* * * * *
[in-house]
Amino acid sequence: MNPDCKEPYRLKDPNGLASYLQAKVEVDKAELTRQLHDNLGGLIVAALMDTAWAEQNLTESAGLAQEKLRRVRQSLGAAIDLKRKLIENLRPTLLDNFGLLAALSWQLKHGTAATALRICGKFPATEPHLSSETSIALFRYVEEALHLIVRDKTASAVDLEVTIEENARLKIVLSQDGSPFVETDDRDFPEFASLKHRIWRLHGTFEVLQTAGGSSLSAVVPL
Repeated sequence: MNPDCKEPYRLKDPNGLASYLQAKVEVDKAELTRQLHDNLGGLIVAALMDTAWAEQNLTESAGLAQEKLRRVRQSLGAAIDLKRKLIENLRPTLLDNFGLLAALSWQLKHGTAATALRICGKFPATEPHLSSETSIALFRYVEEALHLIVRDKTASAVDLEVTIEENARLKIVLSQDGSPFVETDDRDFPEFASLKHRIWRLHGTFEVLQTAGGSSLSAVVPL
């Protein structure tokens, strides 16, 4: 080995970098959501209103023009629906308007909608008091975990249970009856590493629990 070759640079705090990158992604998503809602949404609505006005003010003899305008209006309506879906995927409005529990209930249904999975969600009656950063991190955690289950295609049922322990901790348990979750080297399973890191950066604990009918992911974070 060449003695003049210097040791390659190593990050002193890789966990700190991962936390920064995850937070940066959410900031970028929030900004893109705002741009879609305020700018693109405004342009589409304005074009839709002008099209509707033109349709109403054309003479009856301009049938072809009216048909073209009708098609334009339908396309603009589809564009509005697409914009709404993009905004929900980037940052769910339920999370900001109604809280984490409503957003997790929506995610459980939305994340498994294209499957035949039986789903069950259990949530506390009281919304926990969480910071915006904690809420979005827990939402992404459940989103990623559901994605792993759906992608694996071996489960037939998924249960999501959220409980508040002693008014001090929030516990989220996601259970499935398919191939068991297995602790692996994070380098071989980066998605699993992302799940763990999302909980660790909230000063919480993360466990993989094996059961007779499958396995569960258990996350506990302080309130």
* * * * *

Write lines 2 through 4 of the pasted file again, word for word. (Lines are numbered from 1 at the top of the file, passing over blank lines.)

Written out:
Amino acid sequence: MNPDCKEPYRLKDPNGLASYLQAKVEVDKAELTRQLHDNLGGLIVAALMDTAWAEQNLTESAGLAQEKLRRVRQSLGAAIDLKRKLIENLRPTLLDNFGLLAALSWQLKHGTAATALRICGKFPATEPHLSSETSIALFRYVEEALHLIVRDKTASAVDLEVTIEENARLKIVLSQDGSPFVETDDRDFPEFASLKHRIWRLHGTFEVLQTAGGSSLSAVVPL
Repeated sequence: MNPDCKEPYRLKDPNGLASYLQAKVEVDKAELTRQLHDNLGGLIVAALMDTAWAEQNLTESAGLAQEKLRRVRQSLGAAIDLKRKLIENLRPTLLDNFGLLAALSWQLKHGTAATALRICGKFPATEPHLSSETSIALFRYVEEALHLIVRDKTASAVDLEVTIEENARLKIVLSQDGSPFVETDDRDFPEFASLKHRIWRLHGTFEVLQTAGGSSLSAVVPL
């Protein structure tokens, strides 16, 4: 080995970098959501209103023009629906308007909608008091975990249970009856590493629990 070759640079705090990158992604998503809602949404609505006005003010003899305008209006309506879906995927409005529990209930249904999975969600009656950063991190955690289950295609049922322990901790348990979750080297399973890191950066604990009918992911974070 060449003695003049210097040791390659190593990050002193890789966990700190991962936390920064995850937070940066959410900031970028929030900004893109705002741009879609305020700018693109405004342009589409304005074009839709002008099209509707033109349709109403054309003479009856301009049938072809009216048909073209009708098609334009339908396309603009589809564009509005697409914009709404993009905004929900980037940052769910339920999370900001109604809280984490409503957003997790929506995610459980939305994340498994294209499957035949039986789903069950259990949530506390009281919304926990969480910071915006904690809420979005827990939402992404459940989103990623559901994605792993759906992608694996071996489960037939998924249960999501959220409980508040002693008014001090929030516990989220996601259970499935398919191939068991297995602790692996994070380098071989980066998605699993992302799940763990999302909980660790909230000063919480993360466990993989094996059961007779499958396995569960258990996350506990302080309130």